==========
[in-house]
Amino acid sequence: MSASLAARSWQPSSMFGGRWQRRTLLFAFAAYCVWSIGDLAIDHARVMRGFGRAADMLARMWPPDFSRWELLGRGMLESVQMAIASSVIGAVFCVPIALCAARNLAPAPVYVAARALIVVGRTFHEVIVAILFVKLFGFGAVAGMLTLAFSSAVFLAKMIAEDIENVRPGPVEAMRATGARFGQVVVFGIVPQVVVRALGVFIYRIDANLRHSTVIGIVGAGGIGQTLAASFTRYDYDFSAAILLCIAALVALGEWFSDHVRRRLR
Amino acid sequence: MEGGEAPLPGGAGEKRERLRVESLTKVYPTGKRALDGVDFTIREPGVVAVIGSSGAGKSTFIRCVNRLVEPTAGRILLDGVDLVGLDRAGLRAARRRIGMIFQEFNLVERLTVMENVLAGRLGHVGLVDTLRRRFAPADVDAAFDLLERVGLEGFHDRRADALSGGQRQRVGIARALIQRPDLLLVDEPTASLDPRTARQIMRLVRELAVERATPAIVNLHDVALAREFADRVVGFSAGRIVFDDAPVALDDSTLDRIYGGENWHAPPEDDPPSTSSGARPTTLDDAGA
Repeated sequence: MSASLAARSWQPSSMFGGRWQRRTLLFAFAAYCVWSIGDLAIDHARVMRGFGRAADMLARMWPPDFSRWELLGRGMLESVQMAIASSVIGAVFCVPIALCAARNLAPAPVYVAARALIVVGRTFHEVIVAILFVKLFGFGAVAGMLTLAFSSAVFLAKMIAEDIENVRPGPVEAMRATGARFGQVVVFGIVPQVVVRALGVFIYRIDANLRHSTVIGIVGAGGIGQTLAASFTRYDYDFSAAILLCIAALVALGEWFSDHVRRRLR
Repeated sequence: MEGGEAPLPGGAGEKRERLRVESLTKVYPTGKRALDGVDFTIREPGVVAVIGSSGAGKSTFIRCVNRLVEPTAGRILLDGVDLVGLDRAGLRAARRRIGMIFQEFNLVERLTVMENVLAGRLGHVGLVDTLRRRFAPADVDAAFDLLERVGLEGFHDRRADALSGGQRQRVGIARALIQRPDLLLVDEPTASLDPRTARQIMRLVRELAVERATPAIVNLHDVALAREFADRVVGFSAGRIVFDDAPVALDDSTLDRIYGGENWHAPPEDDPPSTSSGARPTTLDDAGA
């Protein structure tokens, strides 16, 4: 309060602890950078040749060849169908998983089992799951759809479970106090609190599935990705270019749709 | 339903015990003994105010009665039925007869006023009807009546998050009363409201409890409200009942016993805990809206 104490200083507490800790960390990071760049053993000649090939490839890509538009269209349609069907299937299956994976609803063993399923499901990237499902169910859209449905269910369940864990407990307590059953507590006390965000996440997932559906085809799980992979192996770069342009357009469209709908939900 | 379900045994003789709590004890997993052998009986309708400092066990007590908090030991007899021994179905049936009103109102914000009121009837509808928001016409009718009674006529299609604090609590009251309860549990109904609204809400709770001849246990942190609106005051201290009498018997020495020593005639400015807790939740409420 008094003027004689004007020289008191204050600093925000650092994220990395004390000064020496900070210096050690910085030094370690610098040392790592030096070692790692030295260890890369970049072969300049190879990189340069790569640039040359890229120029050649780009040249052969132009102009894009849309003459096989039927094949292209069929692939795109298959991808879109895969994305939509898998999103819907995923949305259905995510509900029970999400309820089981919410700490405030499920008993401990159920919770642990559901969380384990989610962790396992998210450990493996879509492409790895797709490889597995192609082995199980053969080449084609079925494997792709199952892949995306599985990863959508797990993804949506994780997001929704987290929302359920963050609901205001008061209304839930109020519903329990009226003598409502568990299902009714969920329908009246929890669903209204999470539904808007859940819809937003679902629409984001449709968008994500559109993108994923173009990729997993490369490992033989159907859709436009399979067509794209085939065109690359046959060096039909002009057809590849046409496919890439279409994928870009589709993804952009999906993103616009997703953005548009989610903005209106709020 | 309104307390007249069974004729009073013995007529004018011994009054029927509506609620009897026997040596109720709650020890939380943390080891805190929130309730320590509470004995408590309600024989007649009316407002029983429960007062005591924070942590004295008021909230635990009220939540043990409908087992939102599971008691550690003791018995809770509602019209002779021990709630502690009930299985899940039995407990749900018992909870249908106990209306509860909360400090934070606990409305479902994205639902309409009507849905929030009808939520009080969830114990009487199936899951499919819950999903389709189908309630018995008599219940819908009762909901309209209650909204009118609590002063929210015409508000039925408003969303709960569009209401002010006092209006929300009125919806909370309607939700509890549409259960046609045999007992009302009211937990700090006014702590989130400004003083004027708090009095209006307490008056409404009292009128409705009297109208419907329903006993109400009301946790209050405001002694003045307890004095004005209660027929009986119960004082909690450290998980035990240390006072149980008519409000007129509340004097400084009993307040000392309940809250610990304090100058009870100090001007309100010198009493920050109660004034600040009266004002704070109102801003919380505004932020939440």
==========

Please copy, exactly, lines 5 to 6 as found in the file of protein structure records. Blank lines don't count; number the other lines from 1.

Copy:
Repeated sequence: MEGGEAPLPGGAGEKRERLRVESLTKVYPTGKRALDGVDFTIREPGVVAVIGSSGAGKSTFIRCVNRLVEPTAGRILLDGVDLVGLDRAGLRAARRRIGMIFQEFNLVERLTVMENVLAGRLGHVGLVDTLRRRFAPADVDAAFDLLERVGLEGFHDRRADALSGGQRQRVGIARALIQRPDLLLVDEPTASLDPRTARQIMRLVRELAVERATPAIVNLHDVALAREFADRVVGFSAGRIVFDDAPVALDDSTLDRIYGGENWHAPPEDDPPSTSSGARPTTLDDAGA
């Protein structure tokens, strides 16, 4: 309060602890950078040749060849169908998983089992799951759809479970106090609190599935990705270019749709 | 339903015990003994105010009665039925007869006023009807009546998050009363409201409890409200009942016993805990809206 104490200083507490800790960390990071760049053993000649090939490839890509538009269209349609069907299937299956994976609803063993399923499901990237499902169910859209449905269910369940864990407990307590059953507590006390965000996440997932559906085809799980992979192996770069342009357009469209709908939900 | 379900045994003789709590004890997993052998009986309708400092066990007590908090030991007899021994179905049936009103109102914000009121009837509808928001016409009718009674006529299609604090609590009251309860549990109904609204809400709770001849246990942190609106005051201290009498018997020495020593005639400015807790939740409420 008094003027004689004007020289008191204050600093925000650092994220990395004390000064020496900070210096050690910085030094370690610098040392790592030096070692790692030295260890890369970049072969300049190879990189340069790569640039040359890229120029050649780009040249052969132009102009894009849309003459096989039927094949292209069929692939795109298959991808879109895969994305939509898998999103819907995923949305259905995510509900029970999400309820089981919410700490405030499920008993401990159920919770642990559901969380384990989610962790396992998210450990493996879509492409790895797709490889597995192609082995199980053969080449084609079925494997792709199952892949995306599985990863959508797990993804949506994780997001929704987290929302359920963050609901205001008061209304839930109020519903329990009226003598409502568990299902009714969920329908009246929890669903209204999470539904808007859940819809937003679902629409984001449709968008994500559109993108994923173009990729997993490369490992033989159907859709436009399979067509794209085939065109690359046959060096039909002009057809590849046409496919890439279409994928870009589709993804952009999906993103616009997703953005548009989610903005209106709020 | 309104307390007249069974004729009073013995007529004018011994009054029927509506609620009897026997040596109720709650020890939380943390080891805190929130309730320590509470004995408590309600024989007649009316407002029983429960007062005591924070942590004295008021909230635990009220939540043990409908087992939102599971008691550690003791018995809770509602019209002779021990709630502690009930299985899940039995407990749900018992909870249908106990209306509860909360400090934070606990409305479902994205639902309409009507849905929030009808939520009080969830114990009487199936899951499919819950999903389709189908309630018995008599219940819908009762909901309209209650909204009118609590002063929210015409508000039925408003969303709960569009209401002010006092209006929300009125919806909370309607939700509890549409259960046609045999007992009302009211937990700090006014702590989130400004003083004027708090009095209006307490008056409404009292009128409705009297109208419907329903006993109400009301946790209050405001002694003045307890004095004005209660027929009986119960004082909690450290998980035990240390006072149980008519409000007129509340004097400084009993307040000392309940809250610990304090100058009870100090001007309100010198009493920050109660004034600040009266004002704070109102801003919380505004932020939440």